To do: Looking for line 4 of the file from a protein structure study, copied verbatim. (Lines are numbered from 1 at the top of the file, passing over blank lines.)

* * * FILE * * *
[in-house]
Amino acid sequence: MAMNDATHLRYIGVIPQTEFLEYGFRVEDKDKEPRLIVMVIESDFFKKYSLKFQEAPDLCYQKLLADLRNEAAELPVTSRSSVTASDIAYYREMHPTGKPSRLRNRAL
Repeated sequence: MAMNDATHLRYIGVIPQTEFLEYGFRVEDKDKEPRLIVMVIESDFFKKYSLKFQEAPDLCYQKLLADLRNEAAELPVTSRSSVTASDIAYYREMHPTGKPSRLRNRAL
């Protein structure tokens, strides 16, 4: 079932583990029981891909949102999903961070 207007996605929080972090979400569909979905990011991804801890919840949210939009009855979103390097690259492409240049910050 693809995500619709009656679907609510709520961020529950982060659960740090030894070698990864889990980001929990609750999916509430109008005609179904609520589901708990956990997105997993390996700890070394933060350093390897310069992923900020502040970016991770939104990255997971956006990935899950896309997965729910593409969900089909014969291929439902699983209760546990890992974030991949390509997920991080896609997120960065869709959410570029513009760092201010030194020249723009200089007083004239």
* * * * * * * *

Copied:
């Protein structure tokens, strides 16, 4: 079932583990029981891909949102999903961070 207007996605929080972090979400569909979905990011991804801890919840949210939009009855979103390097690259492409240049910050 693809995500619709009656679907609510709520961020529950982060659960740090030894070698990864889990980001929990609750999916509430109008005609179904609520589901708990956990997105997993390996700890070394933060350093390897310069992923900020502040970016991770939104990255997971956006990935899950896309997965729910593409969900089909014969291929439902699983209760546990890992974030991949390509997920991080896609997120960065869709959410570029513009760092201010030194020249723009200089007083004239």